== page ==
A routine traffic stop turned into a chase Monday after New Mexico State Police officers attempted to pull over a car on Interstate 25 and the driver fled. 

Around 5 p.m. Monday, a state police officer tried to pull over a green 1998 GMC pickup for following too closely and driving at speeds of up to 95 mph, said Lt. Dusty Francisco, a spokesman for the agency.

The 19-year-old driver, Kameron Antonio Martinez, began to flee with passenger Eric Lockhart, 18, Francisco said. A southbound pursuit ensued southeast of Santa Fe, near Seton Village.

Police eventually deployed tire-deflation devices, which brought the truck to a stop about 10 miles later, near Cerrillos Road. Officers detained the teens, who both had arrest warrants out of Colorado, according to Francisco.

Martinez has been charged with aggravated fleeing from a law enforcement officer, receiving or transferring a motor vehicle and careless driving. Lockhart is charged with being a fugitive from out of state.

The pair were booked in the Santa Fe County jail.

(5) comments

Michael Marvier

Good job New Mexico State Police. Keep up the good work.

Khal Spencer

If the clowns in the pickup were driving 95 mph and tailgating, they are already presenting an extreme risk to the public. It seems one has to look at both sides of the pursuit coin in deciding whether a pursuit and capture is a better idea than letting these people risk our lives anyway.

I was on the way to work yesterday. Passed a pickup truck going a little under the limit on 84/285. Just as I was about to change lanes, a black Mustang rocketed up on me like a surface to air missile. Passed me like I was standing still and I was doing a little under 70 mph. I called 911.

If the road is empty, I could care less if folks want to play games with their own lives and win the Darwin Award. When there are other motorists around, behave yourself.

Chris Mechels

From the "facts" provided, this seems a very questionable pursuit, illegal under the Safe Pursuit Act. The NMSP should be required to explain why the pursuit was necessary.

It shows up the ongoing problem with NM laws; they aren't followed. The Safe Pursuit act was passed in 2003, and installed at all police agencies in the state, but mostly ignored, with much resulting death and mayhem.

In the recent Legislative session, Senate Bill 227 was proposed, to install a uniform Use of Force policy and training across our state. The cops got it stopped. Are we even capable of passing a bill the cops oppose??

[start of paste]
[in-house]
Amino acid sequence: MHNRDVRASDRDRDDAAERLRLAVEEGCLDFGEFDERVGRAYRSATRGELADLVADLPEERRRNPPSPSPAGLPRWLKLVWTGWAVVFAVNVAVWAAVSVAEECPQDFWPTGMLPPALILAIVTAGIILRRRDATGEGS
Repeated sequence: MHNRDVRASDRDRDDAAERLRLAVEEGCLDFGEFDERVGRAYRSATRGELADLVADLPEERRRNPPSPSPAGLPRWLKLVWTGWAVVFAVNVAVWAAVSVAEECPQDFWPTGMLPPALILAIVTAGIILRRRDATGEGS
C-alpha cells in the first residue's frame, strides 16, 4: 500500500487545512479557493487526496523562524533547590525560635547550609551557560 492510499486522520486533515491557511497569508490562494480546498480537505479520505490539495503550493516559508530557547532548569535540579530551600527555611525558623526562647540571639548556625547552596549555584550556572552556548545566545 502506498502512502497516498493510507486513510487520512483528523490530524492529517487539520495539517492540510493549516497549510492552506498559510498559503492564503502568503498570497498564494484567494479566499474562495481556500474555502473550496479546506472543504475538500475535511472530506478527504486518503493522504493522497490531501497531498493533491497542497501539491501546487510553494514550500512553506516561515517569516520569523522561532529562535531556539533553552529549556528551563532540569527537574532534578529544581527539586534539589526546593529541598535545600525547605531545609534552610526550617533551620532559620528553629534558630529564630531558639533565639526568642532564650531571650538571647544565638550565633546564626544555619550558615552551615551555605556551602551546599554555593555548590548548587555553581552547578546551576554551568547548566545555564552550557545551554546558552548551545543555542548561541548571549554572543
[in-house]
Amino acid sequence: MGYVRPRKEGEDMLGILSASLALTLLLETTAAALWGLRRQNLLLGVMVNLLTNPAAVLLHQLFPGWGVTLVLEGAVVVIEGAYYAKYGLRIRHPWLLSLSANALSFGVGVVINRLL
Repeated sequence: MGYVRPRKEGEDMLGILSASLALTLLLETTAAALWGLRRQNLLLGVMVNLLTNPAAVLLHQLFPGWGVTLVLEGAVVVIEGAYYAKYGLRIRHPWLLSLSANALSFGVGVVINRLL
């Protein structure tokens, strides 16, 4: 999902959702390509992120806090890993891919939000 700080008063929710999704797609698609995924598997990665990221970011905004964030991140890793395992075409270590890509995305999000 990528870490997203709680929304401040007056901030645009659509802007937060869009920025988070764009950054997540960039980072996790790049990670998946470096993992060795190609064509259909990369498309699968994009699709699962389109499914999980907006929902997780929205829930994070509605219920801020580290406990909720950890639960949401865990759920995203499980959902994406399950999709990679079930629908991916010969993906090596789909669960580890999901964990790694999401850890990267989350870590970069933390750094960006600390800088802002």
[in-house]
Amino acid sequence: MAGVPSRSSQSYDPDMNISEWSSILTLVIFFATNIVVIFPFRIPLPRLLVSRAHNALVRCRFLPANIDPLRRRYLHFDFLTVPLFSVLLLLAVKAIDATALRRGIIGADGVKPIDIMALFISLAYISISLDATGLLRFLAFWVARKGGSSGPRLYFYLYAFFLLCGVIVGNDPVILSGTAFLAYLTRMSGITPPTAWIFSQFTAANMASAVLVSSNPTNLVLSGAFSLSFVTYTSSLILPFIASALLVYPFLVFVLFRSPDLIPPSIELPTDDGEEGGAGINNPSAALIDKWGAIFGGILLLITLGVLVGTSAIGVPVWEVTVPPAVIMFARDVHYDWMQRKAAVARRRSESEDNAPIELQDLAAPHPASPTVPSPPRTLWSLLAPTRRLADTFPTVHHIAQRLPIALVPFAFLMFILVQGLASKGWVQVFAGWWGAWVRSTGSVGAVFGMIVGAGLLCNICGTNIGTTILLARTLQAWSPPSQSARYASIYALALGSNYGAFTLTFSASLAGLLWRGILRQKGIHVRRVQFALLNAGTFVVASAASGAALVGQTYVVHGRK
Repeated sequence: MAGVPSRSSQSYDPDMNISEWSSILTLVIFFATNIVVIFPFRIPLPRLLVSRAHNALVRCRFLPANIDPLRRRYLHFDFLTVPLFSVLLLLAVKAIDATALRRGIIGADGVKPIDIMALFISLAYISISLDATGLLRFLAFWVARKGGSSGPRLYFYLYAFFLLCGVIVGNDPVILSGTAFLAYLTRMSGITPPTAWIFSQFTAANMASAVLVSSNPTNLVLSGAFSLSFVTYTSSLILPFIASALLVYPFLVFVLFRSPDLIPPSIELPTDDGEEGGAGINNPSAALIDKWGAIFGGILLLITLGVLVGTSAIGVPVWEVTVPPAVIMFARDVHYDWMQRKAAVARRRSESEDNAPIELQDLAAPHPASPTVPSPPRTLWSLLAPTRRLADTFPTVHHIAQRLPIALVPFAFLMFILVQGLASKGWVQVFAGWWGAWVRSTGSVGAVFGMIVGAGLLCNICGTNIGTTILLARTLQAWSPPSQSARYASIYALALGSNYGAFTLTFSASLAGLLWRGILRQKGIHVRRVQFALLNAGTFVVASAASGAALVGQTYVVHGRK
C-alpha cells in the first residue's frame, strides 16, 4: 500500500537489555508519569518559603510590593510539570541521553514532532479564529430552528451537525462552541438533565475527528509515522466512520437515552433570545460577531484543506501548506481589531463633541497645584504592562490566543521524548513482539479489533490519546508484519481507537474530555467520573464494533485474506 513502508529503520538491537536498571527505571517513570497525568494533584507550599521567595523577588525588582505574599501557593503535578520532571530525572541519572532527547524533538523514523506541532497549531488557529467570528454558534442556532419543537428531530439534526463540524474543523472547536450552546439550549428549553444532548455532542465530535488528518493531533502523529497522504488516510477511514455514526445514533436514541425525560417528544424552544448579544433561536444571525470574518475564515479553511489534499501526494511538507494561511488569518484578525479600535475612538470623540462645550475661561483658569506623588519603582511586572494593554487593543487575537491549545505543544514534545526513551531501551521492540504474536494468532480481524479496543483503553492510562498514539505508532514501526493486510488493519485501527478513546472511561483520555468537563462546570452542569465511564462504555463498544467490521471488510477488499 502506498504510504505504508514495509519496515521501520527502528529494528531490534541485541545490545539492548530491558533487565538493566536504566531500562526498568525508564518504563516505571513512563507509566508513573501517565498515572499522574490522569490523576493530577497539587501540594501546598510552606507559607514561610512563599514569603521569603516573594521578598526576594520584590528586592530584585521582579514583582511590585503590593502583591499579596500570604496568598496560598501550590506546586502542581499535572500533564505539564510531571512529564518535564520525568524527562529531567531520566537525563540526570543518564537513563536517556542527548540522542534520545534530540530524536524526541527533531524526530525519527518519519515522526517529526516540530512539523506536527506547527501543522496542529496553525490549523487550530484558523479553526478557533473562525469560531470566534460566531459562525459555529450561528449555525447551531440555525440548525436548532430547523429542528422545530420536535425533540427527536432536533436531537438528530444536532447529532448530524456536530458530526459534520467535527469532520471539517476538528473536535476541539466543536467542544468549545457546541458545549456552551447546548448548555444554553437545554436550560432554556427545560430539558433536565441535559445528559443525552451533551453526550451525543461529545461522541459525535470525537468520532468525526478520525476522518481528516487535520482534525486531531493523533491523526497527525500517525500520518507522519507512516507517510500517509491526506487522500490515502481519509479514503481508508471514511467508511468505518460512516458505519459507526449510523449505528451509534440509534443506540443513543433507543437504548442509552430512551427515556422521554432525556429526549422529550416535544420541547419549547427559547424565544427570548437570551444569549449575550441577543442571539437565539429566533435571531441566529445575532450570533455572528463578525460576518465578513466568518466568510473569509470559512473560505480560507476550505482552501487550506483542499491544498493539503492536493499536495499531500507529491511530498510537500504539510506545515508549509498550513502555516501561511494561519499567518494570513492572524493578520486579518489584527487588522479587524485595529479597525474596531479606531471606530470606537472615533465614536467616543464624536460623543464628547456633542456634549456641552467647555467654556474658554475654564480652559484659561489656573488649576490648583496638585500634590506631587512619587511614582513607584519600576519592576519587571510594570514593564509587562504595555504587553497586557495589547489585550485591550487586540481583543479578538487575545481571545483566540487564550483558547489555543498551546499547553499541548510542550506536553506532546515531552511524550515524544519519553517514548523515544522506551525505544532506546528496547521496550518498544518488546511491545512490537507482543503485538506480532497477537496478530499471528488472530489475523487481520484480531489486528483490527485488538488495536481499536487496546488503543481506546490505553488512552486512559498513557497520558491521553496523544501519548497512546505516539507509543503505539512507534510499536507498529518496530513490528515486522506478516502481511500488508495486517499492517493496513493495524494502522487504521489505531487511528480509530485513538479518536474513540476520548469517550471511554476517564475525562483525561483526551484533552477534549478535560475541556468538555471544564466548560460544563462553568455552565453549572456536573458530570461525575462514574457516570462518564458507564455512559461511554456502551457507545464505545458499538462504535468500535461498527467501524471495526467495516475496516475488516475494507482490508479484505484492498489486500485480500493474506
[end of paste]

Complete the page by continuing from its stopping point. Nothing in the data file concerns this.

The question of course, given the fate of the Safe Pursuit Act is whether SB227 would have become just another law ignored by our scofflaw police, and going unenforced by our DAs and the AG. Why even bother passing bills such as this? The answer is, of course, political. We wanted to "respond" to Black Lives Matter, and proved that we can't. Minnesota, BTW, is responding appropriately.

The bill that WAS passed, SB375, "responds" by destroying our police training, setting us back about 3 decades, in spite of the LEA Director's wish to embrace the national IADLEST reforms; or because of her wish. The last thing our police want is "reform". They want nicer uniforms and bigger guns.

john young

There it is- " The cops got it stopped." To consider 'the cops' a monolithic group who want no rules displays one of the biggest problems when it comes to Police Reform. I don't recall hearing 'the cops', I do recall this paper giving front page space to Police Union Leaders ! This paper-like most across the country- give voice only to the two extremes- Police Unions who want status quo countered by the 'de-funder' groups. Both appear to be more interested in holding their line than actually engaging in productive, effective, & acceptable reform beneficial to all.

Bill #227 might have been well-intended but it was a flawed bill which should have received wider review. The same, political posturing trumped a realistic path to success.

Chris Mechels

John, it seems you are right about SB227, though it might have done some good. But, even if passed, who would enforce it?? We have the Safe Pursuit Act, and the Bias Profiling Act, and they are ignored. The AG and DAs have NO interest in enforcing these laws. One feature of SB227 that WOULD be useful is to have all police policies posted on their websites, an idea the cops HATE...

SB375, which passed easily, is very destructive. It basically "gives up" on police training and gives it to DPS, which has been busy destroying the training for decades, esp since 2003.

It seems every time the Legislature "deals with' police training, they mess it up even worse. They are always coming from ignorance.

It seems that NM is incapable of self governance, more of a kleptocracy.

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